-REMEMBER THE CHILDREN

SPECIAL REPORT

Righteous Among the Nations

Dear little children, with eyes large and staring,

Black with dark devastation enfolding,

Eyes full of fear, full of terror conveying

Despair, disaster beyond comparing.

-from poem, Moyshelekh Shloymelekh

Alan March 2009By Alan Simons

APRIL 19, 2009 (Toronto) – This Monday evening, April 20 in Toronto, Israel’s Consul General Amir Gissin will bestow the distinction of Righteous Among the Nations. The distinction, which is given by Yad Vashem on behalf of the State of Israel to those individuals who risked their own lives to save Jews during the Holocaust, will be given posthumously to Catharina Develing for saving the life of John Sanders, a Dutch 4 ½ year old Jewish boy from Amsterdam. Mr. Sanders, who was born in 1938, now lives in Toronto and will be attending the ceremony.

The Develing family in a 1945 photo. Mrs Catharina Develing with her children (l-r) Rie Develing, John Sanders, Catharina (Tina) Develing, Janie Develing, Willem Develing. Absent - Bab Develing

The Develing family in a 1945 photo. Mrs Catharina Develing with her children (l-r) Rie Develing, John Sanders, Catharina (Tina) Develing, Janie Develing, Willem Develing. Absent - Bab Develing

Catharina Develing died some 30 years ago in Leiden, which is located 46 km south-west of Amsterdam. But her immediate family, who have lived in Canada for many years, will be present to accept the distinction on her behalf at this year’s annual Holocaust Remembrance Day Ceremony (Yom Hashoah V’Hagvurah).

Co-sponsored by UJA’s Holocaust Centre of Toronto and the Canadian Society for Yad Vashem with the support of many community organizations, the event is regarded as the largest commemoration outside Israel. Last year’s commemoration attracted over 2,000 people. This year’s theme centres on remembering the children of the Holocaust. The first community commemoration for children took place in 1989.

A few days ago I spoke to both John Sanders and Mrs. Develing’s grandson, Bill Knetsch.

Mr. Knetsch told me how his aunt, tante Janie, described to him the day John arrived at their family house in Leiden accompanied by a female member of the Dutch underground. For security reasons, the underground had changed contacts three times before delivering John.

The underground handed over John’s legal documents and 600 guilders, a princely sum in those days, to Mrs. Develing. “If anything happens . . . this is to take care of John,” she said. Mrs. Develing’s brother, in the meantime, had made a false bottom in a family clock and for safe keeping they inserted into it the 600 guilders and John’s papers.

Mrs. Develing, who had become a widow before the war with five young children, one boy and four girls, never once used the 600 guilders to buy food for her family. She felt that the money didn’t belong to her. Instead, as times became harder and especially as the Canadian liberation forces entered the country, she attempted, without success, to sell her wedding band in exchange for food.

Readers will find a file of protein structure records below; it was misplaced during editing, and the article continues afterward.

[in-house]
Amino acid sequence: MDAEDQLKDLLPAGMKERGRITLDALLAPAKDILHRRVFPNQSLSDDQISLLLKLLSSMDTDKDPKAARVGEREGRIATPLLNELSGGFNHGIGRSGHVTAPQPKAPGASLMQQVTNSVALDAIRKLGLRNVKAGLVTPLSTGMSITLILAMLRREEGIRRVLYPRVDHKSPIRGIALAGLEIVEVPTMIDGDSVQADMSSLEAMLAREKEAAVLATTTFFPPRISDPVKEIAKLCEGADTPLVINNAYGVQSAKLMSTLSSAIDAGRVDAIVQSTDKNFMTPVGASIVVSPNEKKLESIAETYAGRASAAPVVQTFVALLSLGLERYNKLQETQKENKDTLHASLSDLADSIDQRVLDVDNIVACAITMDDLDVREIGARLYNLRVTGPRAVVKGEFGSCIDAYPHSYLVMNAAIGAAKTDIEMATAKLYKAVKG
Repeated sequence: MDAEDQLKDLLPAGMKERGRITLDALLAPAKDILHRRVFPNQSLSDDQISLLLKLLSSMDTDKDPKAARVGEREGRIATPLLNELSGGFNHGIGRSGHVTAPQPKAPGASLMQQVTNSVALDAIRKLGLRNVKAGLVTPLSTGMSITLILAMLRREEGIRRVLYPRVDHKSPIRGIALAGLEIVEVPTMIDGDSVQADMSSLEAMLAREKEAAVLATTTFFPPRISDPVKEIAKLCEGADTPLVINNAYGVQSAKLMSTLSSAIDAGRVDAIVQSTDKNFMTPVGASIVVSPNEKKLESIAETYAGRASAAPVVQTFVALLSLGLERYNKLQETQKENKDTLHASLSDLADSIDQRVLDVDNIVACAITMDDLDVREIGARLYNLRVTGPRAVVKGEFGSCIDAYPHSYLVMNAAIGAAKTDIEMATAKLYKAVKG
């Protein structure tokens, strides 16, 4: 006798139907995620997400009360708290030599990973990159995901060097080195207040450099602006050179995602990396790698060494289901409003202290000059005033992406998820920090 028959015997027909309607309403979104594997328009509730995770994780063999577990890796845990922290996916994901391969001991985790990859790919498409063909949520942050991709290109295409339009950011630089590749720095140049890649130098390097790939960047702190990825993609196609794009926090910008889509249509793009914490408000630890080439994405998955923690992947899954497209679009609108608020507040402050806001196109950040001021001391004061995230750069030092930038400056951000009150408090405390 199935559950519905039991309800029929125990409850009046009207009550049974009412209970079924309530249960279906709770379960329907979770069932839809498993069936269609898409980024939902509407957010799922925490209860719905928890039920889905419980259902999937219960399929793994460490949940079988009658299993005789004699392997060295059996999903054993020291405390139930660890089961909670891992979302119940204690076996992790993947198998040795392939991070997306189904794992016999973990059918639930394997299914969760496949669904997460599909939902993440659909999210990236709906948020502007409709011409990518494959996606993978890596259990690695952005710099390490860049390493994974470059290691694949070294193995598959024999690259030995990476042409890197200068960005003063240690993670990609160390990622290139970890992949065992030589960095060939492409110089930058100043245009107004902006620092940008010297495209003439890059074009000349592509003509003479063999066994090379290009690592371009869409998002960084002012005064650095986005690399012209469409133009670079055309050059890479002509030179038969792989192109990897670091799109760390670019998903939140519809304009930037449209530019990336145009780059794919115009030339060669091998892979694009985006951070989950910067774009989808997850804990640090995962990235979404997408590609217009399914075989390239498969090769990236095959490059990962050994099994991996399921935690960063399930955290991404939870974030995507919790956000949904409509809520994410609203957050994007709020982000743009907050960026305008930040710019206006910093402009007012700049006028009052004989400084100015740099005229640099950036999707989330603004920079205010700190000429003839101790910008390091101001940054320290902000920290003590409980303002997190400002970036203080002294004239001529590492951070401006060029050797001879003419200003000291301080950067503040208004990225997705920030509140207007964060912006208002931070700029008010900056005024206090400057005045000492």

Bill Knetsch said that during the war, his grandmother through her underground contacts, always found a way to write to John’s father who was himself in hiding with his wife. She told him how John was doing. “My grandmother adopted John as her son. He became part of our family. They all went to church and to family gatherings,” Knetsch remarked.

At the end of the war, John’s father, Ben Sanders, bicycled to Leiden from Amsterdam to find his son. Ben had no idea where to look for him. However, he finally found the street and neighbours pointed to Mrs. Develing’s house. Mrs. Develing was shocked. She hadn’t realised her neighbours had known all along that she had hidden a Jewish boy for nearly three years.

Catharina (Tina) Develing (seated) accepted the Righteous Among the Nations distinction on behalf of her late Mother, for saving the life of John Sanders (at left).

Catharina (Tina) Develing (seated) accepted the Righteous Among the Nations distinction on behalf of her late Mother, for saving the life of John Sanders (at left).

“Tina my mother is now 82. She’s not too well, so I hope she will be able to join us at the commemoration,” remarked Knetsch. “As for John, he’s still very much part of our family. My mother regards him as a brother.”

John Sanders explained to me that as a young Jewish boy with brown eyes and dark hair, a Dutch family had to be found for him that had similar characteristics. Mrs. Develing’s family fitted the mark. And, just in case inquiries were made by the Germans or their Dutch collaborators about John, a story was concocted that John’s father was in a German labour camp and his mother was in a sanatorium with TB.

Besides John, both his parents and a younger brother, born during the war survived. His baby brother had been taken in by a pastor of the Dutch Protestant Church. Two other brothers were born after the war, and in 1953 the Sanders family decided to emigrate to Canada. “Because of the Cold War period, my mother no longer wanted to live in the Netherlands. She felt there was going to be another war,” Sanders told me.

Today, John Sanders continues to remain in touch with Catharina Develing’s family. “After all, I regard them as my family,” he said.

It is estimated that Jewish children under the age of 16 accounted for one out of every four of the six million Jewish victims of the Holocaust – 1.5 million children.

(Photo credits: The Develing family and Elliot Sylman)

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